Is it that simple? Do people have "callings?" Does it sound preachy? (God forbid.) "Callings" are not an easy life. People take a lot of sh... okay, I'll be sweet ... FLACK for a "calling."
But, I have been called--to the life of writer and speaker. No other time in my life have I been surer of that fact, than the past two days.
I spoke Tuesday at the Winston-Salem Rotary, a larger Rotary group of men and women, approximately 200 strong in the audience. This prestigious group of dedicated and long-term Rotarians opened their hearts to me. I’m always a little hesitant before giving the speech, COMING OUT OF THE DARK AND INTO THE LIFE OF A WRITER, because I do lay my soul open for all to see … and some of it isn’t pretty. However the speech is inspirational and uplifting. Tuesday, I bore witness to that fact.
Several Rotarians greeted me as I finished my presentation and walked down the steps to proceed to my book-signing table. They wanted to shake my hand. They relayed how the power of the message moved them. Several prominent businessmen in the group wanted a copy of the speech. But one Rotarian stands out in my memory. A black man, distinguished, tall and handsome, he stood in his beautiful suit with pools of tears in his eyes. He shook my hand with vigor and said he’d been going through some trying times. That my speech blessed him and inspired him.
I was touched beyond words. I hugged him. I had to. It’s all I know how to do to respond to a statement like that.
The line formed for signing books. Many bought multiples, and nearly every person wanted to shake my hand, touch me, and tell me they appreciated my speech. Or they marveled at the way God had brought me to this place in my life.
I thought about it later. I’m constantly inspired myself, because I oftentimes feel like I’m in an out-of-body experience. Like I’m watching this all happen from a distance. At times, I’m blown away by the magnitude of the response to the speech. Riveted to their seats, audiences lean in and listen intently-- this country girl has something so vastly different to say from their normal weekly presentations.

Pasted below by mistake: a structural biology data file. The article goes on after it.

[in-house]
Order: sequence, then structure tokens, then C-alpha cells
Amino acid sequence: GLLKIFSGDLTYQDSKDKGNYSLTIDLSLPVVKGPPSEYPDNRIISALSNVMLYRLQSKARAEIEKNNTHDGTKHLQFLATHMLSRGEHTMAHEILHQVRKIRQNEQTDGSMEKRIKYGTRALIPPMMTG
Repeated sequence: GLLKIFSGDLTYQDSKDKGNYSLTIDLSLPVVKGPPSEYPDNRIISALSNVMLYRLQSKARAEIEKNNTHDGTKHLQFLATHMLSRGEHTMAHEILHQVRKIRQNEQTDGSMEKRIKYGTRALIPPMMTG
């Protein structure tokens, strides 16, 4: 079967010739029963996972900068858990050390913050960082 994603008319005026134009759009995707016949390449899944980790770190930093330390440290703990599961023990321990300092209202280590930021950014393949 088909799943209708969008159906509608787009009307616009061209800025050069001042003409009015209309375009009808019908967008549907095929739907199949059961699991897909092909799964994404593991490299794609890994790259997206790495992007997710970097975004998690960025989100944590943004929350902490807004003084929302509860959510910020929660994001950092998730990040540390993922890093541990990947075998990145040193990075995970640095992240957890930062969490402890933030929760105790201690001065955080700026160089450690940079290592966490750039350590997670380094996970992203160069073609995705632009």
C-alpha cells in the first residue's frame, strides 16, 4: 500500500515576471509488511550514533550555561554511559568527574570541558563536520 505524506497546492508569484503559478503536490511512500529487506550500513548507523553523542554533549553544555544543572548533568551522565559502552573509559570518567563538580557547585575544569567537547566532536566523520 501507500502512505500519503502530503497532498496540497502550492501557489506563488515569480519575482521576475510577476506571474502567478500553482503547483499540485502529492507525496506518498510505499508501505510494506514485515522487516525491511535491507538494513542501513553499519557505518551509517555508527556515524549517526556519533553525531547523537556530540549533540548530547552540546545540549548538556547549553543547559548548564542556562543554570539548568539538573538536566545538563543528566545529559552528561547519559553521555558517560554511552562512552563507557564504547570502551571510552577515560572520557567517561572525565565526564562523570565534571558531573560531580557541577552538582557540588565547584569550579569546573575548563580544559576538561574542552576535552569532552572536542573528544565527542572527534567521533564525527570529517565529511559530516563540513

I realize I'm not the only woman with a story to tell. And so many have gone through things I haven't ... like dreaded diseases or losing loved ones close to them. But this is a story nobody's heard. Something different. My story. A speech that until now, few if any, have stood at a microphone and spoken the words.
Today, I spoke to the Randolph Rotary in Asheboro. A smaller group, but a wonderful group of Rotarians. They too welcomed me with open arms and yes, the response mirrored the response of the Winston-Salem Rotary. This group has positively affected the lives of so many--within our borders and outside the U.S. Small but mighty, the Randolph Rotary is a shining example of Service Above Self.
Months ago, before writing this speech, I contemplated long and hard its content. I read and reread the quote by Harlan Ellison – “It is not enough to love literature, if one wishes to spend one’s life as a writer. It is a dangerous undertaking on the most primitive level. For, it seems to me, the act of writing with serious intent involves enormous personal risk. It entails the ongoing courage for self-discovery. It means one will walk forever on the tightrope, with each new step presenting the possibility of learning a truth about oneself that is too terrible to bear.”
And yet, Harlan Ellison also said, … “You cannot discourage a real writer … break a real writer’s hands, and s/he will tap out a story with feet or nose.”
And so … I wrote the speech, COMING OUT OF THE DARK AND INTO THE LIFE OF A WRITER. I'm nobody special. I know that. But I also know I have a destiny.
To write great stories. To speak and inspire the masses with the story of my life. This is my calling.
And the past two days … validated it.
Blessings to you and yours.